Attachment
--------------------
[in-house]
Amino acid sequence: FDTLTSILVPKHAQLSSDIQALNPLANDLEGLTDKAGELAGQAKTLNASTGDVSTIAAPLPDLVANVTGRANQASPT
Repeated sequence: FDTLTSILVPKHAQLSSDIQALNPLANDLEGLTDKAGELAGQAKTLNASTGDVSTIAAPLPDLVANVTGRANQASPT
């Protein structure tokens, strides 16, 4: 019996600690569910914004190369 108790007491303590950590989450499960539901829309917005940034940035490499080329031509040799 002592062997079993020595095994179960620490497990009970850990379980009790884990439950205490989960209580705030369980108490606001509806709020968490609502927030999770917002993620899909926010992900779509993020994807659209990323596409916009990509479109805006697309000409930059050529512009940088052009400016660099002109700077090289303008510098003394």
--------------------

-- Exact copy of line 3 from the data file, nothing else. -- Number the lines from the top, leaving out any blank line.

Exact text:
Repeated sequence: FDTLTSILVPKHAQLSSDIQALNPLANDLEGLTDKAGELAGQAKTLNASTGDVSTIAAPLPDLVANVTGRANQASPT